With hopes growing ever dimmer for a bipartisan accord, White House and Democratic leaders are considering a wide range of strategies for getting a health care bill passed when Congress returns from its summer recess.
Some are blunt. Some are complex and technical. All are problematic.
Insiders say it's impossible to confidently predict which plan, if any, will prevail after lawmakers return the day after Labor Day. Will Democrats simply try to roll over minority Republicans? Will they try such uncertain paths as asking moderate Democrats, or perhaps a retiring Republican, to let a bill reach the Senate floor even if they plan to vote against it?
Possible outcomes, according to congressional and White House officials:
A bipartisan agreement.
Still the preference of President Barack Obama and congressional leaders, prospects have dimmed this month as top Republicans have sharply criticized key Democratic goals. Most notably, the chief GOP negotiator - Sen. Charles Grassley of Iowa - signaled he would not support a bill, even if he liked it, unless most of his fellow Republicans signed on. That seems highly unlikely.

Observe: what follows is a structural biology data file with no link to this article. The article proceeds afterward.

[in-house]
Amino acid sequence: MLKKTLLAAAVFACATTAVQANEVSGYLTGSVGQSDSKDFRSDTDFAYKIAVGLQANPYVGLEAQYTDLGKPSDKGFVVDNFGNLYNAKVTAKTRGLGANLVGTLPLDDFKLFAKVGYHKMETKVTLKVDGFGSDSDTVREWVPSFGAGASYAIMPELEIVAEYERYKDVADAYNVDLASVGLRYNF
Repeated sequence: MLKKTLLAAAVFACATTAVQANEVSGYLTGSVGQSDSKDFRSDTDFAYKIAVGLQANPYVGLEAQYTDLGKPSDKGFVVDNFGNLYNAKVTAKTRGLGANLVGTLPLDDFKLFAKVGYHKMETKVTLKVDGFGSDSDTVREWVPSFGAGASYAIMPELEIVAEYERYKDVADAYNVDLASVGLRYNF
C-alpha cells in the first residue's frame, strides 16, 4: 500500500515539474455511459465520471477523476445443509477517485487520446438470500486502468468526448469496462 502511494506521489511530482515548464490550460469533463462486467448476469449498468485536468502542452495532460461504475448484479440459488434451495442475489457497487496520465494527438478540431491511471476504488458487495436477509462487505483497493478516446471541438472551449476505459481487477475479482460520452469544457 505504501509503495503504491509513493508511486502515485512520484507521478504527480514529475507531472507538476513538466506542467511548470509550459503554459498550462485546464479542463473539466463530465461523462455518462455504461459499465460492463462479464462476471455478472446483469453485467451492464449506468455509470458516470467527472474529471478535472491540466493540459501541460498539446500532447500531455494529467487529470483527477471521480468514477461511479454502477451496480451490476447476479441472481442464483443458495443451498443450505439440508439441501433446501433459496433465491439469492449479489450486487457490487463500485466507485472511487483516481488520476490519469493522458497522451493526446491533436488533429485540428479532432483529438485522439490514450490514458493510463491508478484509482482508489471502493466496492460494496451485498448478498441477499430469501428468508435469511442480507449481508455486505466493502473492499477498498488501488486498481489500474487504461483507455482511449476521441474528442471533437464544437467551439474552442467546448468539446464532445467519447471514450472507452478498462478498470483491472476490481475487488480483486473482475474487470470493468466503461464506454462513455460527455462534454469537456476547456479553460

A truly bipartisan bill would draw significant numbers of House and Senate Republicans, and it surely would be among the least-ambitious scenarios under discussion. It might include widely supported measures such as barring insurers from refusing to cover pre-existing medical conditions, and allowing people to carry their insurance from job to job. But it would not include a public insurance option, hefty subsidies to help the poor buy insurance and other priorities of the left.
Political insiders see little hope for a truly bipartisan bill emerging from the current negotiations.
A 60-Democrats strategy.
This Democrats-only strategy presumably would produce the most robust, far-reaching changes to the health care system. Liberals say that if Republicans won't play ball, there's no point in compromising the agenda Obama campaigned for, including a public insurance option and coverage for nearly all Americans.
But this approach has many hurdles, and insiders consider it a long shot. Senate filibuster rules would force Democrats to persuade each of their 58 members and two independent supporters to vote down the 40 Republicans on issue after issue. Some moderate Democrats would balk on issues they oppose. And two liberal Democrats - Robert Byrd of West Virginia and Edward Kennedy of Massachusetts - are seriously ill and often absent.